In the 1950s and 1960s, Drs. E. Donnall Thomas, Joseph Ferrebee, and David Blumenstock pioneered innovative research in bone marrow transplantation, performing the world’s first human organ transplant at Bassett in 1956. Dr. Thomas received the Nobel Prize in Medicine in 1990 for his work in transplantation.
Pioneering innovation research to stimulate research interest among our residents.
The E. Donnall Thomas Research Program
Our History of Innovative Research
In recognition of Dr. Thomas’ remarkable achievements while at Bassett, a program designed to stimulate research interest among our residents has been named in his honor. Residents are offered a creative opportunity to pursue research under this program. Residents have the option of selecting from a variety of types of projects and, work with time allocated to the project, under a Bassett physician or scientist.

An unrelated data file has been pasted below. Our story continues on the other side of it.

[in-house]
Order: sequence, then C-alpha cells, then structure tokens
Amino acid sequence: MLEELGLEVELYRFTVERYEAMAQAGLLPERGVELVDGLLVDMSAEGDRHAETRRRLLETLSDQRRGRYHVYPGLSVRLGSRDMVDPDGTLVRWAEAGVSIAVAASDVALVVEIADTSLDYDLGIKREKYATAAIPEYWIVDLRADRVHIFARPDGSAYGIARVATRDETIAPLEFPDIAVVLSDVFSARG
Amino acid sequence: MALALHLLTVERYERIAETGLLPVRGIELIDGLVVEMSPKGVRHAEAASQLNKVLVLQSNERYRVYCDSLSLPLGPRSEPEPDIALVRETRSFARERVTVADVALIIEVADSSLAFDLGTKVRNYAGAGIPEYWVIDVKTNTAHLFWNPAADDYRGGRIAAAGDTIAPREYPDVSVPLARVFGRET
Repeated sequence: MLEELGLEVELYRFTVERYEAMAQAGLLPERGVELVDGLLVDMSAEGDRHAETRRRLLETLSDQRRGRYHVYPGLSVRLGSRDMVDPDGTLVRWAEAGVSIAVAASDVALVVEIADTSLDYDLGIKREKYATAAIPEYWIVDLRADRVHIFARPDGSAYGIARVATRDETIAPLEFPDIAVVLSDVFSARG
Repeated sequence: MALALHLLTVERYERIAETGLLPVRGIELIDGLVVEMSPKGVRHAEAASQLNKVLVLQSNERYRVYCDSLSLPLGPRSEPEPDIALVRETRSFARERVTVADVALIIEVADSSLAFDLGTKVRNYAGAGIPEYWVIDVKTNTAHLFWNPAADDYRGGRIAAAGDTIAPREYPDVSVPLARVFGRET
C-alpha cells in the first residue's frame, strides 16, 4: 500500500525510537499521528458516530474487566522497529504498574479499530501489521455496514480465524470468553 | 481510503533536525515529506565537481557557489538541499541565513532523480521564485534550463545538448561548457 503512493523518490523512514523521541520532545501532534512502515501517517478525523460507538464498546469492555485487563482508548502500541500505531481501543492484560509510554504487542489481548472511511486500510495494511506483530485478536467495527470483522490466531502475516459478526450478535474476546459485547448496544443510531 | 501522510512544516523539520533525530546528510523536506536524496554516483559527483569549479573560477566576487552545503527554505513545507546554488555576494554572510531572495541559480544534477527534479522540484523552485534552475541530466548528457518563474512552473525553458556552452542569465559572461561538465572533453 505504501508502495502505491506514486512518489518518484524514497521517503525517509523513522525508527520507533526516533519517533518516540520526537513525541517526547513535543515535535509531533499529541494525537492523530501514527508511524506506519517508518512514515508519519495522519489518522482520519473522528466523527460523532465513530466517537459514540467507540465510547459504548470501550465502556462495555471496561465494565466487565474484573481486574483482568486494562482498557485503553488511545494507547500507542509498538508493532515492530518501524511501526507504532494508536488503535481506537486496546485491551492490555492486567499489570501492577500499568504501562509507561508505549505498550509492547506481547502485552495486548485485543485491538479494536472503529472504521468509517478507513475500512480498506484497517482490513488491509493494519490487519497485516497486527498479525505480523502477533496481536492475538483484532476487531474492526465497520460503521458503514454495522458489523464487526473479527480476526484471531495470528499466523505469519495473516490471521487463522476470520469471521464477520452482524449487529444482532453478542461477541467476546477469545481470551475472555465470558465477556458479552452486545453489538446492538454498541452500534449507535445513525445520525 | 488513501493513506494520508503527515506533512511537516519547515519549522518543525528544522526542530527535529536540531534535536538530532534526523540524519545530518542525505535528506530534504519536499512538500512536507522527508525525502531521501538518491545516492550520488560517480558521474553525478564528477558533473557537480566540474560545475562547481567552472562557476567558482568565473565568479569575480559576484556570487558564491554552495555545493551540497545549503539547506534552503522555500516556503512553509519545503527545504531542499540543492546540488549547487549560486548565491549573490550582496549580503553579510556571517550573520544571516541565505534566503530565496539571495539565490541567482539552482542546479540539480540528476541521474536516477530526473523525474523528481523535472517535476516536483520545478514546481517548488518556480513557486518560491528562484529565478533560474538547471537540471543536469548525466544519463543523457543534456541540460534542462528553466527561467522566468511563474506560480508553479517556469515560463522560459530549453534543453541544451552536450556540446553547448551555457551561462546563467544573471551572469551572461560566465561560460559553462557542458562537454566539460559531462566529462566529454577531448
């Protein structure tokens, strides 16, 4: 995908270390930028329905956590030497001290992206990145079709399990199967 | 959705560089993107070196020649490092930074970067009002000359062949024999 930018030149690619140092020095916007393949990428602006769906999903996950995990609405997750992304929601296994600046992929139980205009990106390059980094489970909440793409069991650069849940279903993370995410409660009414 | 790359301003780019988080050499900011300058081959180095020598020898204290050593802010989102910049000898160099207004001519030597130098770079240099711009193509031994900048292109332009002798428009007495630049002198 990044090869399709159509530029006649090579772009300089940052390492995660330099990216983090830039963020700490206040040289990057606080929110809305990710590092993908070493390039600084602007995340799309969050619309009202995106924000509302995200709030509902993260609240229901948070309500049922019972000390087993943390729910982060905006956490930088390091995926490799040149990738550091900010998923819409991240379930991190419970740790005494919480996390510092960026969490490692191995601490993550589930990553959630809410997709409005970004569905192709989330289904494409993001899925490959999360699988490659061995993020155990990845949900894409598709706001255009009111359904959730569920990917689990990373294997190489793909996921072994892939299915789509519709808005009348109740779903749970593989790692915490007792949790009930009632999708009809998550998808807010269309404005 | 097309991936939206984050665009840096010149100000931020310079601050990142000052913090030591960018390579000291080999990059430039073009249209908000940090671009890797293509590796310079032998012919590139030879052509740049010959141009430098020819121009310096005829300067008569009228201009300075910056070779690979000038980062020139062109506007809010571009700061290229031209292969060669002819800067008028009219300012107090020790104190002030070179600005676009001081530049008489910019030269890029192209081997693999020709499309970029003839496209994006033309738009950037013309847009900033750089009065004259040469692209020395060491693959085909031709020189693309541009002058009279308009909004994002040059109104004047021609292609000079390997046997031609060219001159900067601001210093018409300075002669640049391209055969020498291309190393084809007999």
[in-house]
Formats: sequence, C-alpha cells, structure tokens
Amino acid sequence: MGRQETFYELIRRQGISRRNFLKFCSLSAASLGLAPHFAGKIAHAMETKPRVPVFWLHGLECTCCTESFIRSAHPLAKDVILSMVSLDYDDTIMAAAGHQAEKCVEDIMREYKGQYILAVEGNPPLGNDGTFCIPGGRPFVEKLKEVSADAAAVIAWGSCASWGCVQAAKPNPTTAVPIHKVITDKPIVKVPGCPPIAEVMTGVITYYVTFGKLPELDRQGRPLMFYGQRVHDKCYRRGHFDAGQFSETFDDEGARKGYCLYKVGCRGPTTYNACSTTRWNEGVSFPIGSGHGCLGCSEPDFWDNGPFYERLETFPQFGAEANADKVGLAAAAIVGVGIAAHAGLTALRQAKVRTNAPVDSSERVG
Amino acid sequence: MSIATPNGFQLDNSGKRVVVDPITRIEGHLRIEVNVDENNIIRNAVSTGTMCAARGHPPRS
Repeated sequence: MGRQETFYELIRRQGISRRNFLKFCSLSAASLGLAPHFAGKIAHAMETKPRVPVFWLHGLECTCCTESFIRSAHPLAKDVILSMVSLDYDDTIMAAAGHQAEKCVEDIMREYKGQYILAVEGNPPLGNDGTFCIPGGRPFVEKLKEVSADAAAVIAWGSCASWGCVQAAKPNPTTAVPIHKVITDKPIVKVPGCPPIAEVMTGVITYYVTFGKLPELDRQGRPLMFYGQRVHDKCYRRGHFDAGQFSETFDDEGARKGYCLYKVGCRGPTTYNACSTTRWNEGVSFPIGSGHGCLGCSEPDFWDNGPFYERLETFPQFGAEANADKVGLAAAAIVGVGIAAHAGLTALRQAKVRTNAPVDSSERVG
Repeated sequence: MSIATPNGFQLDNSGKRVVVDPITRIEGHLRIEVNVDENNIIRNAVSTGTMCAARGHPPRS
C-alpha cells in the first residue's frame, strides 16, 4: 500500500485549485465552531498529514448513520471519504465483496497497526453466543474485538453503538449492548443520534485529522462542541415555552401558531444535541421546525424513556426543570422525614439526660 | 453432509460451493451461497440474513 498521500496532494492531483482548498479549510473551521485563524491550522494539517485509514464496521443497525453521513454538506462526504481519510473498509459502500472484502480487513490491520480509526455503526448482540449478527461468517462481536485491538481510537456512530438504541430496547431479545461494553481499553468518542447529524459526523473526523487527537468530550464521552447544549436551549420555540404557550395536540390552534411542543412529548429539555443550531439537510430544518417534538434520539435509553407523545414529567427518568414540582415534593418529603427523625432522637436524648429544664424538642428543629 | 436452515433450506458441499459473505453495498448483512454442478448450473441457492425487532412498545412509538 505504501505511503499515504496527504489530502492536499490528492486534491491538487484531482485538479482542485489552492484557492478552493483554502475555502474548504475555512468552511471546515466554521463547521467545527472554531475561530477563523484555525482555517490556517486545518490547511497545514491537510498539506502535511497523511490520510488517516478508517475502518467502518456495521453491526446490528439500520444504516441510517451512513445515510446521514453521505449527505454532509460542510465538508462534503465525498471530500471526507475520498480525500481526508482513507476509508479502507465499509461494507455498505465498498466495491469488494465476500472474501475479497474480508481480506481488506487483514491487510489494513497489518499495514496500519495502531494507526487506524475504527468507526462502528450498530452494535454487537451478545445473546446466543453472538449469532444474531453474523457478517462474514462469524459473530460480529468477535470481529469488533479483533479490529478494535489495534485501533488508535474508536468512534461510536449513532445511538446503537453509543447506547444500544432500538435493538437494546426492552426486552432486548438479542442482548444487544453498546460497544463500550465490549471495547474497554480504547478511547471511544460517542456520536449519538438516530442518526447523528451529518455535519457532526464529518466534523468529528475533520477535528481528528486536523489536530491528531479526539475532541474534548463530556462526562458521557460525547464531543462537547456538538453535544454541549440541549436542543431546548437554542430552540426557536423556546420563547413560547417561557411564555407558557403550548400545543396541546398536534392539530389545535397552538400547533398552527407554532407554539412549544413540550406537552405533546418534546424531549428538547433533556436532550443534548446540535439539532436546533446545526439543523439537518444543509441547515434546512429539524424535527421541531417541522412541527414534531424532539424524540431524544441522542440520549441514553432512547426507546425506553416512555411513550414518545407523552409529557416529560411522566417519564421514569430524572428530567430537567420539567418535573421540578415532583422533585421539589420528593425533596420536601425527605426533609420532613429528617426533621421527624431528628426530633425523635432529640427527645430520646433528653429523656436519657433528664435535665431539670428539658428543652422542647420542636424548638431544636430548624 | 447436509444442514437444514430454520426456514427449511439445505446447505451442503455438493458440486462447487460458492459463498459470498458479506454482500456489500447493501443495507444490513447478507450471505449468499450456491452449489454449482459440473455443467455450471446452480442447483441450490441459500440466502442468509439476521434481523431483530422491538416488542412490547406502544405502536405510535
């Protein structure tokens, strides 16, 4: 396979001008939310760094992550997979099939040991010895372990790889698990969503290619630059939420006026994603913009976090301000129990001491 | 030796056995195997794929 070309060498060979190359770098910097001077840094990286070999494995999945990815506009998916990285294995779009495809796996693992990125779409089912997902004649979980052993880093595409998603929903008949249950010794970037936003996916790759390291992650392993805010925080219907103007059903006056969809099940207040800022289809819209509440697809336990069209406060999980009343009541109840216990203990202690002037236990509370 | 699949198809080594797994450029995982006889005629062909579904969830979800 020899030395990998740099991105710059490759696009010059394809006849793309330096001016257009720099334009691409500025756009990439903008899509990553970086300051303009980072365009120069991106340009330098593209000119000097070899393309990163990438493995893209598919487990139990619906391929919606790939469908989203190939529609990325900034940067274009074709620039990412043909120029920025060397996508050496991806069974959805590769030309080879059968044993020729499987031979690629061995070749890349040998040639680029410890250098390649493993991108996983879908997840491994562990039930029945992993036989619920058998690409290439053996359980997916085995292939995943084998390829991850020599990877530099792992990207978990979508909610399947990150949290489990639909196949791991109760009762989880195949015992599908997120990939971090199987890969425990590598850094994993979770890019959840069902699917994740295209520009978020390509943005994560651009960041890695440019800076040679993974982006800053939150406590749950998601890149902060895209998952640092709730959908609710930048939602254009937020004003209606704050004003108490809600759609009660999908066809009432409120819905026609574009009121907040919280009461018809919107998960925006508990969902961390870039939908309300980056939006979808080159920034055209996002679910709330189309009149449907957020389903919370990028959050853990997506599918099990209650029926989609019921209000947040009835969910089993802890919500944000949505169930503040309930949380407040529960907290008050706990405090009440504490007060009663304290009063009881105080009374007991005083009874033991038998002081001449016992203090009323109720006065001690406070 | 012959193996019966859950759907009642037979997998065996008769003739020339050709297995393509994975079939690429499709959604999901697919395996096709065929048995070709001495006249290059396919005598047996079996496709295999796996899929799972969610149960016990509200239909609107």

Alternatively, a resident may choose to design his/her own project. Residents have access to the extensive resources of the Bassett Research Institute, including the Center for Biostatistics and the Center for Clinical Research.
Participation in this program is voluntary.
Project Funding & Recognition
All projects have access to funds designated for resident research allowing total expenditures of up to $25,000 at the discretion of the Research Review Committee. Research projects are displayed and presented at the annual E. Donnall Thomas Research Day. Residents are encouraged and supported to present projects at national and international meetings.